Maybe he cites a curve that's too tight or a traffic light that leaves precious little time for a left turn, or even a long, flat stretch of pavement that encourages a normally careful driver to open 'er up and see how fast this baby can go.
In any case, the man on the street says, the horrible wreck could have been prevented if only the curve were straightened or the hill were smoothed over or a traffic light were installed or removed or just re-timed. But the engineers who build the road and the cops who patrol them say that all the straightening, smoothing, timing and everything else in their power can't stop catastrophic wrecks from occurring.
"We're dealing with people here," says Sgt. Randy Lane, who heads the accident investigation unit for the Gwinnett County police. "They can lose it any- time, anywhere."
A person is killed in a car wreck in Gwinnett more than once every six days on average. While the death toll hasn't risen out of line with the county's burgeoning population -- Gwinnett police worked 64 fatalities in 2000, compared with 67 the year before -- many wrecks have received so much coverage in newspapers and on the local TV news that the cumulative effect can seem like an epidemic.
Adding to the public awareness is the fact that teen driving has become the hottest issue in the General Assembly this year, sparked in part by the death of 16-year-old Shiloh High student Kirby Cruce, driving home from a high school keg party in August, and fanned by a January wreck that killed Gwinnett's Lauren Zauche, 18, across the line in Walton County.
But overburdened roads and long, frustrating commutes -- as are the norm in much of Gwinnett -- combine to make some roads and intersections unsafe for any age.
Catastrophic wrecks have become a high-profile problem, and one that is proving difficult to solve. Police can enforce speed limits, DUI laws and other rules of the road, but can't be everywhere at once. And traffic engineers can reconfigure roads and intersections to reduce the number of accidents. But experts say trying to stop the confluence of factors that turn a normal crash into one that kills can be like trying to swat a fly by whacking the window sill it just buzzed off of.
"Fatal accidents are like lightning," Lane says. "You never know where they're going to occur."
That doesn't mean officials aren't trying. The Gwinnett Department of Transportation has just begun to dent a list of some 300 safety-improvement projects it hopes to get to with money from the local-option sales tax, according to Brian Allen, the department's director. Some are as simple as adding sidewalks near schools; others are as complex and expensive as building medians in packed intersections to prevent drivers from turning left across traffic into businesses.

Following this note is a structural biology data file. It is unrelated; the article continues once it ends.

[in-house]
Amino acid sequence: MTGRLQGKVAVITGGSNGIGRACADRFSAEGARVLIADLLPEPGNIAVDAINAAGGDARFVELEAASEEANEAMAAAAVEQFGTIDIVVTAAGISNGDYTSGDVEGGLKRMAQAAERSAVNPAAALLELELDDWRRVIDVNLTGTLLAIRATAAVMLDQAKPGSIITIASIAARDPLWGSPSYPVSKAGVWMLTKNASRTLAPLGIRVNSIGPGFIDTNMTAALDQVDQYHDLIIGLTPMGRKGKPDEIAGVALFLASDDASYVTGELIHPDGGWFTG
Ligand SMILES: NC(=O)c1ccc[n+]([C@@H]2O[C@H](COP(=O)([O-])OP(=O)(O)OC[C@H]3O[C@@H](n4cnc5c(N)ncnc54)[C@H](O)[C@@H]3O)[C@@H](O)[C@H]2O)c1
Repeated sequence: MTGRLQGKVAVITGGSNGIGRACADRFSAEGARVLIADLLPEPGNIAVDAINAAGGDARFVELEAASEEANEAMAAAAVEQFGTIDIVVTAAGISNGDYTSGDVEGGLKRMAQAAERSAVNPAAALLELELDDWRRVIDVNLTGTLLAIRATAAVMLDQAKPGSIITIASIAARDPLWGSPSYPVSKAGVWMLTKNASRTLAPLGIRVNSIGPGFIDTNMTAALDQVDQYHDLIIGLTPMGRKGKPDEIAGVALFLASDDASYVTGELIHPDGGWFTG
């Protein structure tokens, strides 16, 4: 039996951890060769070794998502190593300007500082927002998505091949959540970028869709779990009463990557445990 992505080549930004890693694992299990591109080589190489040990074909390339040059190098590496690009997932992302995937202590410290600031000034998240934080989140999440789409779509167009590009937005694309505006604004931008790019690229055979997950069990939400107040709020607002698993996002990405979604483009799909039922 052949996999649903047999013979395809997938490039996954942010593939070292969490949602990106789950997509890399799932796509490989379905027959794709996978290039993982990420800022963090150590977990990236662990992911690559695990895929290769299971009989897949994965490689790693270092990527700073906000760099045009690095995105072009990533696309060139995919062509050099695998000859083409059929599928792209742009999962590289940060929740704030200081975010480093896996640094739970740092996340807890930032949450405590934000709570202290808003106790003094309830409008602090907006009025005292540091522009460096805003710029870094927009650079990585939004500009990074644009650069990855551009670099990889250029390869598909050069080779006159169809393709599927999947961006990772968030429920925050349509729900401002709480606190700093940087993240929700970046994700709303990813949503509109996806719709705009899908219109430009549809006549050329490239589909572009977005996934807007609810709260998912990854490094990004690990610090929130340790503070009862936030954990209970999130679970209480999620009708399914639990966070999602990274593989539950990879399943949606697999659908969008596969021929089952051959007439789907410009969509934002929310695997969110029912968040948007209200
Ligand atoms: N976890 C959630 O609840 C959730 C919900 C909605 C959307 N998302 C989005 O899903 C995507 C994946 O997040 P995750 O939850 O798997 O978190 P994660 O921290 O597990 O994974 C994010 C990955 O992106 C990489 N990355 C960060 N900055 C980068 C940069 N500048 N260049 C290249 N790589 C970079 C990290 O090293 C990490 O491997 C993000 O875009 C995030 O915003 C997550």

And the state has improvements of its own in mind: Long-planned efforts to transform Ga. 316 into a controlled-access freeway all the way to Athens are still in the works, but in the meantime drivers daydreaming at 70 mph still slam on the brakes when a traffic light pops up in the middle of farmland. And the maze of reversible lanes on U.S. 78 -- where lanes go one way in the morning and another in the afternoon -- also may be cleaned up. Until it is, though, proponents of rebuilding the road say the highway is a head-on collision waiting to happen.
The projects are prioritized to ease trouble in spots both where a number of less-serious accidents occur and where the most severe wrecks are likely. Unfortunately, those are not always the same places.
Not surprisingly, the busiest intersections in the county typically rack up the most accidents. In 1999, the last year for which figures are available, more cars collided at the intersection of Jimmy Carter and Dawson boulevards than anywhere else in the county -- a total of 119 wrecks. That intersection is the third-busiest in Gwinnett, according to county figures.
But it's not the most dangerous. There were 11 fewer wrecks at Jimmy Carter and Buford Highway that year, but 55 of them -- just over half -- involved injuries. At Jimmy Carter and Dawson, however, fewer than a third of the wrecks involved injuries. Likewise, for other crowded corners, such as at Steve Reynolds Boulevard and Club Drive or Pleasant Hill Road at Club Drive.
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